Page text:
Thursday, May 24, 2007

Reid Despondent

I loved this moment from a few days ago.

Poor Harry Reid looked so old, defeated, and despondent!

He finally realized the President wasn't going to go along with his political games and agree to sign "non-binding" withdrawal timetables for the troops, in order to get all the funding he wanted -- plus billions in juicy extra pork spending!

A little bribe, a little wink, and all sides could claim victory.

So Reid thought.

And then the Democrats could continue to snipe and ankle-bite and complain the President wasn't listening to the will of the people by not invoking the non-binding withdrawal timetable, all the while avoiding any kind of responsibility themselves to provide a solution, or to have to take a real stand to really cut off the funding.

Democrats made a deal with the Devil in pandering to their anti-war lefty base and thought they could finesse it.

But Bush wouldn't play ball.


Looks like total capitulation is the only option, Reid! You painted yourself into a corner!

How's it feel to alienate half your base, and the most vocal part at that?

Here's the sweet video clip, it's the second one on the page with a brief commercial intro.

Here is his pathetic whining:
"To say I was disappointed in the meeting is an understatement," said Senate Majority Leader Harry Reid, D-Nevada. "I really did expect that the president would accept some accountability for what we're trying to accomplish here."

Thought he'd pull you out of the fire, eh?

He continued to ramble, weak and glum:
What are we trying to accomplish?

We, the people's body, the Congress, are speaking for the American people.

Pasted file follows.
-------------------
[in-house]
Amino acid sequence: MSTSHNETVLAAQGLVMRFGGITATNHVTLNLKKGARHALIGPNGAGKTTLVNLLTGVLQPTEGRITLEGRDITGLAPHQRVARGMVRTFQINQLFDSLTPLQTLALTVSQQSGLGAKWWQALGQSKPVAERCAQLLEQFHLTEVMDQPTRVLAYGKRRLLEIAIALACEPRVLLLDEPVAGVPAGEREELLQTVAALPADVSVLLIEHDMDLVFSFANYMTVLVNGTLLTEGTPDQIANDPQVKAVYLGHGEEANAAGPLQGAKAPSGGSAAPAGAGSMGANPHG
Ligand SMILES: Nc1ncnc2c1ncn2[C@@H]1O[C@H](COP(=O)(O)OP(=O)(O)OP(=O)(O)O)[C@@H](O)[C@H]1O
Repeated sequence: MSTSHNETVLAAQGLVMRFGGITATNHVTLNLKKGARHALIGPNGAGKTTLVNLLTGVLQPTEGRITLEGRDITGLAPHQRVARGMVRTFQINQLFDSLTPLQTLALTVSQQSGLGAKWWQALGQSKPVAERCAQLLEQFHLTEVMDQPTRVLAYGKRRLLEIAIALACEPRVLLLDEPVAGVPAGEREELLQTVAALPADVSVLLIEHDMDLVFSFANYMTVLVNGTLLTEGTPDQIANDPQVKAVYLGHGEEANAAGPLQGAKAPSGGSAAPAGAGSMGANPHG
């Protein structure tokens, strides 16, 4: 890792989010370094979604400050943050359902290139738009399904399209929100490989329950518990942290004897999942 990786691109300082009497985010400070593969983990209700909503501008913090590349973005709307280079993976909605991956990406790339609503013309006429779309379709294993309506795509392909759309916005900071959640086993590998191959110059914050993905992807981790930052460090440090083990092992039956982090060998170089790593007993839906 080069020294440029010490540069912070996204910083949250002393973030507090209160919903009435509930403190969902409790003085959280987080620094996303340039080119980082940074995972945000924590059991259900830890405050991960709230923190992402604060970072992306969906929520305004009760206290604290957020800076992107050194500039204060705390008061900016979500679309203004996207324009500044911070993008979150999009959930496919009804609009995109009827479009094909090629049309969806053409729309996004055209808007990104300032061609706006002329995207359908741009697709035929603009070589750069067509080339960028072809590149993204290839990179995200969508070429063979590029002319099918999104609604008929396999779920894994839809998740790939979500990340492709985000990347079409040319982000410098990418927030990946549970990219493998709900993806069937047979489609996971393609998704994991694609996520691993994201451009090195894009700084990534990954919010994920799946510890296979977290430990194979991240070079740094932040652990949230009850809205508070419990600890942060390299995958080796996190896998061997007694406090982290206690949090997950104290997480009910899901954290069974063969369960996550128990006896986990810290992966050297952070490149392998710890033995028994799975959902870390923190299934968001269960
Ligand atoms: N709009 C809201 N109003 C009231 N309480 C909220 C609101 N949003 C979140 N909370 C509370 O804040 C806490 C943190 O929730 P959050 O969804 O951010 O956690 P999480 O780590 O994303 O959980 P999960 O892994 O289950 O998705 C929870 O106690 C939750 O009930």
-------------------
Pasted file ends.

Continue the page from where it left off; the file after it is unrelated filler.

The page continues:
The American people want our troops to come home. The American people expect the president to respond to some basic things, like a timeline, like to make sure there's troop readiness.

And the answer that we got time after time in the meeting we had this morning is the president would take no responsibility. That's too bad. We wanted to make sure that there was an understanding from the president's representatives that this had nothing to do with domestic discretionary spending -- even though they are emergencies. We said we want the president to have accountability.

We do not want anything to take away from that fact. So if you want to do away with all domestic discretionary spending, we will take, in exchange for that, in a split second, accountability for the president what's going on in Iraq. What we passed, with the president even being able to waive some of the timelines and the readiness accountability -- no, everything was no.
Go to bed old man!


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